Road to the Mission: Reaching Rock Bottom

Some call it reaching rock bottom, but I see it as barren ground.  It’s a place where life is frozen, or heated, or blown away, leaving only rocks and hardness. It’s a desperate place where nothing grows. 

Dry desert.png

I sat down with the six women who are in the Genesis Recovery Program to talk with them about their “barren places” and their journey from there.  They were hesitant at first and then the stories came, often in broken voices and through tears. 
 

  • I knew I would die or go to jail and my kids would be motherless if I continued on the same road.
  • I was living in my car, committing passive-aggressive suicide.  It was while I was in jail that I realized what could be worse than wanting to die:  There were two women with me in jail who had caused deaths while they were drunk – women like myself – eerily similar to myself. Causing a death - that would be worse. 
  • I had 14 years of sobriety and then I got really sick – so sick I had no energy to do anything – including all of the things I did to stay sober – meetings, reading my Bible, going to church – all of it stopped.  When I finally started feeling better I wanted to celebrate – and I did – with a bottle.  Then a domestic dispute, jail, and divorce.  My whole life, gone. 
  • I ran all the way to Alaska, but the streets are here too – and my grandpa is dying – and I have to find a way to see him again.  
  • Three years ago I had a whole, regular life then the man I’d been with for 10 years left and took everything and my mother committed suicide.  In that vortex of pain I decided I was never going to love again.  I spent two blind years in drugs and bad people.  I tried to kill myself.  I was living in my car and got a DUI and they took my car, so I came to the Mission. When I got here there was no light in me, none.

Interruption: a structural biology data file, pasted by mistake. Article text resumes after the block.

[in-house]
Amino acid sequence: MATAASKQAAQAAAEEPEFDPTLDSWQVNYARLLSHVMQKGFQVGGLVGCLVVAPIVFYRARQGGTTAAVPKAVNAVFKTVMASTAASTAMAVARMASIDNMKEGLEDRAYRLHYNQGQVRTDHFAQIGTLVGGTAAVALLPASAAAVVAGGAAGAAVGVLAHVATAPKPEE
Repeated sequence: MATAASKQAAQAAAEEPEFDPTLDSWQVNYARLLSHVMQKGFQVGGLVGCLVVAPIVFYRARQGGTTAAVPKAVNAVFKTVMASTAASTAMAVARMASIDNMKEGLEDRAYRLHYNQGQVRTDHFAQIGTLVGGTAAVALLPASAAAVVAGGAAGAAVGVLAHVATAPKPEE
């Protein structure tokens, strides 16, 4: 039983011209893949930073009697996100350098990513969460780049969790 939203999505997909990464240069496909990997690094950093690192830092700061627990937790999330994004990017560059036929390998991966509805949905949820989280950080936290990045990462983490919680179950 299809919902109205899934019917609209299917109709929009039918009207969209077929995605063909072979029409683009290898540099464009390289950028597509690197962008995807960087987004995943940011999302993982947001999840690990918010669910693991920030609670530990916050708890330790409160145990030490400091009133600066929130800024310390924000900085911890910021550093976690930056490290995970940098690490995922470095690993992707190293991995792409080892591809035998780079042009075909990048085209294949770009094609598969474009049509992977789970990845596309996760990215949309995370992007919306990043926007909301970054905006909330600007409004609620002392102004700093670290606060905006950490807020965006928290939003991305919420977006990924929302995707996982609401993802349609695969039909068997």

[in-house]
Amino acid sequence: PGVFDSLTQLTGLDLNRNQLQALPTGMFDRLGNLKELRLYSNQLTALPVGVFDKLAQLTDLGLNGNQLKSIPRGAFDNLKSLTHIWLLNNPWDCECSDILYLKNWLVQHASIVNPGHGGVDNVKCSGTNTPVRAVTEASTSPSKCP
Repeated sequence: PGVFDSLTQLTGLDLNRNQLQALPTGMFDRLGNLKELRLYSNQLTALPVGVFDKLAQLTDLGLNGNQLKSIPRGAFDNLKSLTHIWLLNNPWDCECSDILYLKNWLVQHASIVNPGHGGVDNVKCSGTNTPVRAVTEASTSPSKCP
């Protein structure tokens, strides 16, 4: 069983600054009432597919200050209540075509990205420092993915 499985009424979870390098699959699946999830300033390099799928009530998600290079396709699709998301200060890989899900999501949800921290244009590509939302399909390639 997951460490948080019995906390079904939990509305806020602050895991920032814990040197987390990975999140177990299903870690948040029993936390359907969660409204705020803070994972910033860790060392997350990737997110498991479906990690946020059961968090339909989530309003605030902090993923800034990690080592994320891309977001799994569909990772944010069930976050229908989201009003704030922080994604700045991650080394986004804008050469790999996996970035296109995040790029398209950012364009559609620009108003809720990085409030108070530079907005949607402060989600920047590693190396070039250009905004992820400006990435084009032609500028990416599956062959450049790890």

• This is my third attempt at the Genesis Program.  Twice I couldn’t make it through the 10-day trial period.  I’ve been isolated, bitter, mad, negative is my normal.  I’ve thought I couldn’t come back, that alcohol had already killed me. 

It takes courage to fight back from the barren places.  It takes so much bravery and faith to hope again.  But these women are fighters and they are beginning to see the good soil in their lives.  As one of them said, “There’s something to plant in. Things can live in me now.  I was dead before.”  One woman can see that, “There are all different kinds of foliage.”

Desert flower.png

For some it’s as simple as having a warm safe place to sleep.  That is not a small thing when you’ve spent 17 winters in a tent or tried to cope with the chaos and filth of druggie living or been afraid as a woman on the streets night after night after night.    

For some it’s a newfound joy in living a life of faith.  “I have hope of going to heaven now.”  (She just got baptized and she knows that’s where her grandpa will be.)  Or the difference that having Christian support can make in a person’s life.  “I have a new beginning.”  “I’m safe from myself.  I feel like there is a future.  My sons look at me differently.”

Then I asked them, “In this new soil, what green new things do you see sprouting up in your lives?”First of all, they are sober, some for over a year, some for a few weeks.  It was new things that they mentioned:  New strengths, new friendships, new ways of communicating, and new life happening.  They talked about inner peace and “finally getting to meet the ‘me’ that’s been held prisoner.”  They laughed about what they learned from Becki (Rebecca Miller, their Genesis counselor) “It’s OK to feel” and “Embrace the suck.”  And they expressed how God has used Becki so much in their lives.  

They talked about learning – those great big learning curves that all of us are hopefully journeying across.  Learning to love ourselves the right way and accepting that it’s trust that allows us to love.  

I hope, in these few paragraphs, I’ve been able to give you a sip of the life giving water these women imparted to me as they talked about their journey from the barrenness of addiction to the green fields of their recovery.  

AUTHOR: Michelle Harpole

From Newsletter Issue: October 2017